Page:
Starting a new career in the electrical trade comes with a lot of questions, particularly about electrician apprenticeship salary. How much will I make? How long before I can move to the next level? Does my location make a difference in pay?
Anyone new to the trade must start their career as an apprentice, working under a licensed electrician. In most cases, the apprenticeship takes about 4 years and requires 2,000 hours of on-the-job training per year. Once the apprentice meets these requirements, he or she can become a licensed electrician.
What is the expected electrician apprentice salary?
Electrician apprentice pay varies from location to location and what type of electrical work is done. An outside linesman apprentice in Louisiana can expect a much different salary than a residential wireman apprentice in California, for example.
Regardless of where you are and what type of electrician you want to be, apprenticeship salary is a percentage of what the licensed tradesman makes. Here are a few examples:
Outside Lineman Apprentice: Outside linemen install, maintain, and repair transmissions lines. The base hourly rate for a licensed journeyman is $50.50 per hour. New apprentices typically earn 60% of the journeyman's rate, so expect to make around $30 per hour. Apprentices can expect to make a larger percentage as they increase their skill and experience, eventually making 90% of the journeyman's rate.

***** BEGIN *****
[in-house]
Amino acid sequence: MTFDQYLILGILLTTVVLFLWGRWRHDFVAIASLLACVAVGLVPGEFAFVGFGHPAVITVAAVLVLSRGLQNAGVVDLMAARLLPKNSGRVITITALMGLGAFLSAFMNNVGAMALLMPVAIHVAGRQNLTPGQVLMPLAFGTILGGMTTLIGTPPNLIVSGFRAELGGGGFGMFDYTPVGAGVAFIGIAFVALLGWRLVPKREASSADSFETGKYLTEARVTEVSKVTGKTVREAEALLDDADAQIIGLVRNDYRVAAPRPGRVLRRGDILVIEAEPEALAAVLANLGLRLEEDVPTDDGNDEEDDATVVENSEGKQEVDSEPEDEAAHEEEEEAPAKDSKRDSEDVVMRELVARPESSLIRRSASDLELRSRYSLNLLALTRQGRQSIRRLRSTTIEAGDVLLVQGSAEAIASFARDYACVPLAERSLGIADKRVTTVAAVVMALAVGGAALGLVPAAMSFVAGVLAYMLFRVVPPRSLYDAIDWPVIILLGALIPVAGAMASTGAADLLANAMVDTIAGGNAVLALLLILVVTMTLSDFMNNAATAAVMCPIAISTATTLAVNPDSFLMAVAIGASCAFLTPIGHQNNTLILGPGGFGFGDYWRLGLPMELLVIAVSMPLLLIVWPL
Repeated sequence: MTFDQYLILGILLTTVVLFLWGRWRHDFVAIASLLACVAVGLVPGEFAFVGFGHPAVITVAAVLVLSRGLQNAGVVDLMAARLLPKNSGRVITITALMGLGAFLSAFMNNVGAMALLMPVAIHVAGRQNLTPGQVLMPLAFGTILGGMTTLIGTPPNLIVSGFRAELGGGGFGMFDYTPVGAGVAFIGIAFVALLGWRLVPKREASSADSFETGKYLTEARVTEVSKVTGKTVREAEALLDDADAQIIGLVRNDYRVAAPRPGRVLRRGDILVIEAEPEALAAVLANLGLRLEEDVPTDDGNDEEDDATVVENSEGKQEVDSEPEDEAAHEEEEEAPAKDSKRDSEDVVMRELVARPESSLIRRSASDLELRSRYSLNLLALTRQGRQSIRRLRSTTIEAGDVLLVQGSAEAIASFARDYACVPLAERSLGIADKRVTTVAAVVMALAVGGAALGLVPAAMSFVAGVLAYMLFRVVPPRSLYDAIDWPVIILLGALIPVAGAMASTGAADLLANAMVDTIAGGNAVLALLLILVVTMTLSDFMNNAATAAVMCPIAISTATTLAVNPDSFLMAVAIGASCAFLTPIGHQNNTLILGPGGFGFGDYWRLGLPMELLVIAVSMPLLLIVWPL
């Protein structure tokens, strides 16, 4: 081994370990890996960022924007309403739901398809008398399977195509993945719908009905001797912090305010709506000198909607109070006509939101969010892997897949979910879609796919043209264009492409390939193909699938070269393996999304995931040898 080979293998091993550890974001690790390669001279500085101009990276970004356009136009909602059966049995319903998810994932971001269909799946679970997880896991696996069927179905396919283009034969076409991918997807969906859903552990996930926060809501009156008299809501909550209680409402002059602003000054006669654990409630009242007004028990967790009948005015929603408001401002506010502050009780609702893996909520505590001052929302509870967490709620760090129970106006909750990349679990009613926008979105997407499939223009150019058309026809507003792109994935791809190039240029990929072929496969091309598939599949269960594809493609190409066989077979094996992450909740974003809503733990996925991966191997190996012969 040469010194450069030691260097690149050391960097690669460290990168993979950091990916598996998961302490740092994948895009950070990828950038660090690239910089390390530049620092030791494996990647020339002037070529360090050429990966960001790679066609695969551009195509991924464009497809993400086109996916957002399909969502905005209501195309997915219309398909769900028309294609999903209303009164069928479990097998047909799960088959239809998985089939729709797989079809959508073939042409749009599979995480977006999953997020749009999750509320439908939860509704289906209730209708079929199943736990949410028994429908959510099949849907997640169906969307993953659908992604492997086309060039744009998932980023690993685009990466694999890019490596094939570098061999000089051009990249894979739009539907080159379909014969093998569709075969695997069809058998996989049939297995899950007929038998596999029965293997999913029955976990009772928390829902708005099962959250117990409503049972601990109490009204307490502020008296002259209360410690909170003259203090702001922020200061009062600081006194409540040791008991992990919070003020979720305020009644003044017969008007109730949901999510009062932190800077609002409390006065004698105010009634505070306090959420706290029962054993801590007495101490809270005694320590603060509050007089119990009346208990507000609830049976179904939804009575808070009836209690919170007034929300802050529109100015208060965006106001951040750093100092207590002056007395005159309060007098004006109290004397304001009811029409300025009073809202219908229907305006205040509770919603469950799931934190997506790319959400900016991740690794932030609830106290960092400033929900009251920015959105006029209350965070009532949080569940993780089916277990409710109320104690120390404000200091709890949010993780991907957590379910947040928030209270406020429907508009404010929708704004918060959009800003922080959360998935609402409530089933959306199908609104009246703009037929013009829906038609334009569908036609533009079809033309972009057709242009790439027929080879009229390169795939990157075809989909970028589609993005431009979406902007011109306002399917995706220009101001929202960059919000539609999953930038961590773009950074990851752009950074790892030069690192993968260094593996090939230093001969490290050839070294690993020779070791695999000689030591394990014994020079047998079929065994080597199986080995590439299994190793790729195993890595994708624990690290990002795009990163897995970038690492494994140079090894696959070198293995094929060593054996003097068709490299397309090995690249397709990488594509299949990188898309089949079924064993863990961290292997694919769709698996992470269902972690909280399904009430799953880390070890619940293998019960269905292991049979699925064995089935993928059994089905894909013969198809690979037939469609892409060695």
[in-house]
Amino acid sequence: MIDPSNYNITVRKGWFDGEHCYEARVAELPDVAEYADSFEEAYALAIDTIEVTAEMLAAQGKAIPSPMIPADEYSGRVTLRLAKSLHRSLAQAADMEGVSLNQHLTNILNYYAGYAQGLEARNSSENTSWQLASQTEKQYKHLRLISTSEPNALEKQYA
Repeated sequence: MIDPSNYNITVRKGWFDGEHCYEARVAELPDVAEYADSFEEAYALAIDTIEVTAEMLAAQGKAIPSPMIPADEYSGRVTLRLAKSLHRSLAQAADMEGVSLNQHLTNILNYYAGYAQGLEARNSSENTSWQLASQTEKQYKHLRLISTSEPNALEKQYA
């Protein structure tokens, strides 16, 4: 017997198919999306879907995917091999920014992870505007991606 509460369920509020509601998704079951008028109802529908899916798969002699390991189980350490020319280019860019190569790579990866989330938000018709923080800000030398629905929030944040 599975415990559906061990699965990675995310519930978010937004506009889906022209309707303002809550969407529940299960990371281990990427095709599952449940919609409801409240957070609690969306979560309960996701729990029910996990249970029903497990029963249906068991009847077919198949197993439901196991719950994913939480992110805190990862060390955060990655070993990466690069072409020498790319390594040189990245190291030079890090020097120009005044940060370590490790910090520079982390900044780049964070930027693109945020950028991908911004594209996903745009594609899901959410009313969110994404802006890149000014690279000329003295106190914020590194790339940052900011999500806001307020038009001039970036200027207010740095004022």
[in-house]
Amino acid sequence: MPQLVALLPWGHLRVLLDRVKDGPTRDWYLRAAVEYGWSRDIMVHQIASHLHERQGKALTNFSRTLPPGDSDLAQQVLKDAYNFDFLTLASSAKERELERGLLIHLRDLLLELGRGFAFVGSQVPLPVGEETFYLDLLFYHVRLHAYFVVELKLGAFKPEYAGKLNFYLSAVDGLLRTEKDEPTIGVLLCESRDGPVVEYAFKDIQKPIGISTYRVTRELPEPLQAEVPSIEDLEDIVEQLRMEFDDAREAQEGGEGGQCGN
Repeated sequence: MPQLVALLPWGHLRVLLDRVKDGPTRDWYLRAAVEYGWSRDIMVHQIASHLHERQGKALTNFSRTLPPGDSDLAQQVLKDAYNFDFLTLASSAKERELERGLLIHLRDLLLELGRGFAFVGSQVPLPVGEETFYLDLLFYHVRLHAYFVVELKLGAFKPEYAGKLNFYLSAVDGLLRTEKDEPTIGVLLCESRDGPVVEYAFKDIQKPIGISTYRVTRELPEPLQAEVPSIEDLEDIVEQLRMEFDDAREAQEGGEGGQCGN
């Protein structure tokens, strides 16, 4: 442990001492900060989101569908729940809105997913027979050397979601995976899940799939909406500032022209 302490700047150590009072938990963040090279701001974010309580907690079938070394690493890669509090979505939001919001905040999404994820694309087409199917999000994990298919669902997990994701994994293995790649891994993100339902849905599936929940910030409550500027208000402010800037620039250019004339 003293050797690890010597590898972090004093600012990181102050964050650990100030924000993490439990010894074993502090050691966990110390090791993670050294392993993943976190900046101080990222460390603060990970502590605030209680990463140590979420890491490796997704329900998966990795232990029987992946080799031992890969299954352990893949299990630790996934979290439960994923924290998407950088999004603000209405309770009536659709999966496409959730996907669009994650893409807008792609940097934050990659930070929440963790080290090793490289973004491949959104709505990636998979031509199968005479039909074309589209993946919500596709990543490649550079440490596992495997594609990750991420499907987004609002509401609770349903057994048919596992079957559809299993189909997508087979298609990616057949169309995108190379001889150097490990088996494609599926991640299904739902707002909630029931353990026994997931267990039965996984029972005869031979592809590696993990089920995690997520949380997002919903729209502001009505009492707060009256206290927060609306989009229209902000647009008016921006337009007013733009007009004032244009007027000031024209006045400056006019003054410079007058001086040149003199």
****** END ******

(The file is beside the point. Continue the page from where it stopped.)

Inside Wireman Apprentice: Inside wiremen install power lines, lighting systems, electrical panels, or any other equipment needed in commercial environments. The average hourly rate for an inside wire journeyman is $43 per hour. New apprentices typically earn 50% of the journeyman's rate, so expect $19 per hour. Again, the apprentice will make a larger percentage as they gain experience.
Residential Wireman Apprentice: Residential wiremen install, maintain, and repair electrical systems in single-family and multi-family dwellings. The average hourly wage for residential journeymen is $32 per hour. New electrician apprentice pay is 50% to start, so expect $16 per hour.
Skilled electricians will always be in demand, so starting an apprenticeship will always be a good decision. To get started in the electrical career, contact Independent Electrical Contractors. We have training centers across the country where you will learn the technical knowledge required to become an electrician and be set up with an apprenticeship to begin your journey.